He adds, "I think it's important because I see the United Nations as a means of avoiding violence by putting problems into a political process that drains their potential for violence. If you can do that, there's no way you can lose - even if you're on the losing side of a vote. Because what you've done is give frustration an outlet, without which it could well up into violence."

Some sources here give mixed reviews to Young's efforts to break away from his identification with Africa. Diplomats from Latin America where Young is loved almost as much as in Africa, complain that his eyes glaze over whenever they try to interest him in their regional problems. The ambassador of an important Arab country says he recently sat through a dinner beside Young without a single word being exchanged on the Middle East situation.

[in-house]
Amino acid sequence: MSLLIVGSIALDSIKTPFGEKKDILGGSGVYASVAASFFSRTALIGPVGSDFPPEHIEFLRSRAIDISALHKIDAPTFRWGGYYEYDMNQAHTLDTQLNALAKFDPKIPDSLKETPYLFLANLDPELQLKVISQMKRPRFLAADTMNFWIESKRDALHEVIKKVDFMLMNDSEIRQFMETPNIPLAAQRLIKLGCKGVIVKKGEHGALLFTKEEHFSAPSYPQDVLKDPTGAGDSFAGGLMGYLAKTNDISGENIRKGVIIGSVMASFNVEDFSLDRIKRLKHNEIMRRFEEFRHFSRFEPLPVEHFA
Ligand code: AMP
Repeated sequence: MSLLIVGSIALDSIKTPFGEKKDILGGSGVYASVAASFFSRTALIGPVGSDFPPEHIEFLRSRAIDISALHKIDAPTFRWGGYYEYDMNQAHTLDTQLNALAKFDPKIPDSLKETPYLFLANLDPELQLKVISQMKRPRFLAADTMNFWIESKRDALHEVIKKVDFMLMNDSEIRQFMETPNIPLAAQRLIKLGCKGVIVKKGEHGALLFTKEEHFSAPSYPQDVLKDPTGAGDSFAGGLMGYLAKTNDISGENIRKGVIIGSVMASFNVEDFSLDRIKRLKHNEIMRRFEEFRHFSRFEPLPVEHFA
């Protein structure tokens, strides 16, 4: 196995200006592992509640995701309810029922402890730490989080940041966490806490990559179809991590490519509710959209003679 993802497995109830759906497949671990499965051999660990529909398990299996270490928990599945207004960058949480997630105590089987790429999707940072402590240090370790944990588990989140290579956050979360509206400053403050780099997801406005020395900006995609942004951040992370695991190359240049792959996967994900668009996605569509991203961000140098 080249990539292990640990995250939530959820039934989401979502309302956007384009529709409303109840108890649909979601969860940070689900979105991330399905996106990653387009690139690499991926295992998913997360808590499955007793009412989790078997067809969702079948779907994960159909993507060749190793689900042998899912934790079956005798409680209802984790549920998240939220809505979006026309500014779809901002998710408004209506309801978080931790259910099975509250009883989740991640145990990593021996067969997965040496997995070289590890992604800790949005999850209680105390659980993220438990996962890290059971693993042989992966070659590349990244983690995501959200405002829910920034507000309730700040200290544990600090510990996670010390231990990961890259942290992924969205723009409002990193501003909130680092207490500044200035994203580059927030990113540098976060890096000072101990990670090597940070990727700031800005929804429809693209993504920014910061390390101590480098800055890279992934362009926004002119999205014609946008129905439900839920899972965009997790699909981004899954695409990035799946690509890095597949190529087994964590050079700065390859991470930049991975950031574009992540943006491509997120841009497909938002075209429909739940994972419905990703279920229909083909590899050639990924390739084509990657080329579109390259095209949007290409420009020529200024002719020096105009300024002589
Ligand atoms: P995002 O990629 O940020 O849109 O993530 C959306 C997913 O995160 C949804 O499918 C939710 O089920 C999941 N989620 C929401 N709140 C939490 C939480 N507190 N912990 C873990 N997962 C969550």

However, others who know him well say that when he avoids subjects like the Middle East, it is because of deliberate policy designs. Among most of his colleagues, they add, he commands wide respect for having mastered the intricacies of a wide range of global problems.

In particular, many point to his increasing interest in the North-South dialogue - the search for more equitable trade, development and wealth distribution between the industrialized and underdeveloped nations.

"There's still a big gulf between the United States and the Third World on these subjects," said a European ambassador. "But, more than anyone else, Andy has been responsible for turning around some of Washington's traditional conservative attitudes and getting some serious attention for the dialogue."

"If you're looking for a measure of his influence in the U.S. government, I think this is the area to watch," the source predicts.